The exhibition’s dimly lit rooms highlight the timeless nature of her designs, featuring relaxed 1930s evening wear, two-tone shoes from 1957 and strands of pearls. The show also provides clues about the woman behind the brand, from the entrepreneurial spirit it took to start her own business to her conviction to succeed. She relaunched her label at the age of 71, after hearing Christian Dior say that women couldn’t be great couturiers. “The retrospective is about someone who knows clothes and what it’s like to move in them,” Oriole Cullen, the V&A’s head of modern textiles and fashion, tells The Monocle Minute. “She was so daring and ahead of her time.”

Aviation / Vietnam & USA

Flying off the shelves

Vietnam Airlines has ordered 50 Boeing 737 Max narrow-body planes this week following Joe Biden’s visit to the Southeast Asian country. US and Vietnamese officials said that the commitment will create jobs in both countries and strengthen the bilateral economic partnership. The deal is expected to be worth more than $7bn (€6.5bn) and, for Boeing, represents a significant step up in the nation’s aviation market: Vietnam Airlines’ current fleet consists largely of Airbus planes. “The 737 Max will mostly be serving local routes,” says Gabriel Leigh, Monocle’s transport correspondent. “But these planes can fly a long way, so it’s likely that the airline will be using them to travel around Southeast Asia and perhaps opening up some new routes. With other companies seeking to grow their network of flights around Asia, this is a big moment for Boeing.”

Beyond the Headlines

Q&A / London

Snack to it

While on a roadtrip in 2017, husband-and-wife duo Sameer and Neena Vaswani were inspired to establish Prodigy, a vegan-chocolate brand that is committed to health-consciousness and environmental responsibility. Here, Sameer tells us more about the business and what makes the product stand out from other snacks on the market.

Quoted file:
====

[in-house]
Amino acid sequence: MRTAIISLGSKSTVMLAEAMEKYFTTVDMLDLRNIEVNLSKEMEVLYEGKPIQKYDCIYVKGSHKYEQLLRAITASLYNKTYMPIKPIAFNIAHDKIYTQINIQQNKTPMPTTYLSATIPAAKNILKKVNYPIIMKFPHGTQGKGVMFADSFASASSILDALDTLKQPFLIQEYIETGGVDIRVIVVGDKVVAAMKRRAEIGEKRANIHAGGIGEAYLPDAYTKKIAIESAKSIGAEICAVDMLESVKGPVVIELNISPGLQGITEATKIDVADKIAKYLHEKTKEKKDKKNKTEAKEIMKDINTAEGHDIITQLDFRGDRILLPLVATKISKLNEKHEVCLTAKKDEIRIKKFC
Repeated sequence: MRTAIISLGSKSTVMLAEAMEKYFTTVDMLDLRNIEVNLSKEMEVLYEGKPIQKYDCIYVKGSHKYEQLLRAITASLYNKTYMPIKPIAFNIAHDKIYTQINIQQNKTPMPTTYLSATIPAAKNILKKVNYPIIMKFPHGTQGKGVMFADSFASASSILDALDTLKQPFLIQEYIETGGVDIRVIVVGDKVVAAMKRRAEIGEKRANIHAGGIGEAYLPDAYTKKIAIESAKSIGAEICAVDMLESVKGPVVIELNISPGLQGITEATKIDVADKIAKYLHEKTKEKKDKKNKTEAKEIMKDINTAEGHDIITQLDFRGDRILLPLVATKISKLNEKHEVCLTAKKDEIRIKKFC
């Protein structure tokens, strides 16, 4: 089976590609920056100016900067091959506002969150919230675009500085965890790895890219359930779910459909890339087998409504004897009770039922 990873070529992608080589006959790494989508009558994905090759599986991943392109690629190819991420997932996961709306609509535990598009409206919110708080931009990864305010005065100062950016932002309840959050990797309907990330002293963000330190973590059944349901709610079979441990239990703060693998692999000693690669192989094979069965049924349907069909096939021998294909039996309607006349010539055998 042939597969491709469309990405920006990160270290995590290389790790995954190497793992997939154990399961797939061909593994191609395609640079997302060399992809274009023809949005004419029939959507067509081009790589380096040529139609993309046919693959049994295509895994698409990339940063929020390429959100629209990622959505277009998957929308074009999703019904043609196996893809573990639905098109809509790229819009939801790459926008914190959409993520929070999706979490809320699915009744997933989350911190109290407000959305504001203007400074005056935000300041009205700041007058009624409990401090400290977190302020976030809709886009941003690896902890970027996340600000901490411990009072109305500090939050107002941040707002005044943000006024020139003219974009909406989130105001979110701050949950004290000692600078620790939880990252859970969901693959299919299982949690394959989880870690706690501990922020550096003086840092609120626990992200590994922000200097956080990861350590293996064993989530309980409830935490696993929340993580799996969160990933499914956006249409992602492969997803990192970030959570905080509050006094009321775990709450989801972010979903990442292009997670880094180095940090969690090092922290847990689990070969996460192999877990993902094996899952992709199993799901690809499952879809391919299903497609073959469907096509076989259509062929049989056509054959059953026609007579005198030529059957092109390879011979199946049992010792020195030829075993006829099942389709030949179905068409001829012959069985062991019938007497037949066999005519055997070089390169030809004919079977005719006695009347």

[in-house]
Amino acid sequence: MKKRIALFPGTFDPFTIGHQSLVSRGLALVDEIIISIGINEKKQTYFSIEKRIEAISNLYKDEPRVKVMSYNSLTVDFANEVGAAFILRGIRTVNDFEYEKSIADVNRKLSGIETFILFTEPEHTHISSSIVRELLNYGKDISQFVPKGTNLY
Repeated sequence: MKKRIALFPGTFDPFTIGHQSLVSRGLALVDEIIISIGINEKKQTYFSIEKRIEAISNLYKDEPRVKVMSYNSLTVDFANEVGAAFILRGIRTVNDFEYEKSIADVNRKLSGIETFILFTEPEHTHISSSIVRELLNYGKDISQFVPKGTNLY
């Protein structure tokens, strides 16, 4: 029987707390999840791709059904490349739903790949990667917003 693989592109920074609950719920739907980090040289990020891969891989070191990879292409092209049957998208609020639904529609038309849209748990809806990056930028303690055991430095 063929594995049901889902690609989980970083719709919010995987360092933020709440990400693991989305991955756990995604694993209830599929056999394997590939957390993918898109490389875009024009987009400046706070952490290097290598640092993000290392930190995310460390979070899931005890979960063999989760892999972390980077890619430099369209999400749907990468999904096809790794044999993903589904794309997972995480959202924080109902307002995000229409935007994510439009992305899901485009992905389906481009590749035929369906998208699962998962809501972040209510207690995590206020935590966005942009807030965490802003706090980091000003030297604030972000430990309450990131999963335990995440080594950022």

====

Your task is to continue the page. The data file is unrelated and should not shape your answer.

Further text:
What was the initial inspiration for the business?
Both of us had a fairly long career in the food industry. In 2017 we found ourselves in Europe, stopping off at petrol stations, little shops and minimarts to buy snacks for our children. But we couldn’t see anything that we were happy to let them put into their bodies. The food that we found had too much sugar, too many processed ingredients or too much plastic packaging. It dawned on us that we could start a new chocolate brand, fit for what consumers are looking for today: something that’s less harmful to our bodies and does good for the environment.

How do you stand out in the crowded snack market?
Sustainability is a large part of the business’s DNA. We are the UK’s first plastic-negative chocolate brand, which means that for every product sold, we fund the removal of 10 ocean-bound plastic wrappers from the environment. We are also B Corp certified, which keeps us accountable for continuing to care for the planet. Everything we do is about balancing profit and purpose with care for the communities involved in the supply chain and the ethical sourcing of ingredients.

What does the future hold for the business?
We want to grow and try to inspire change in the food industry. Our success will be measured by other brands doing similar things to us: stamping out refined sugar, trying to solve the single-use plastic problem and moving away from highly processed, cheap ingredients.

For our full interview with Sameer and Neena Vaswani, listen to ‘The Entrepreneurs’ on Monocle Radio.

Monocle Films / Design

Made in Bavaria

Bavaria’s rich manufacturing heritage shows that there is more to the region than the Alps, sausages and beer. Monocle Films takes a tour behind the scenes of renowned art materials manufacturers Faber-Castell, Gmund Papier mill and Theresienthal glassmakers to explore how traditional ways of making have endured thanks to a legacy of familial entrepreneurship.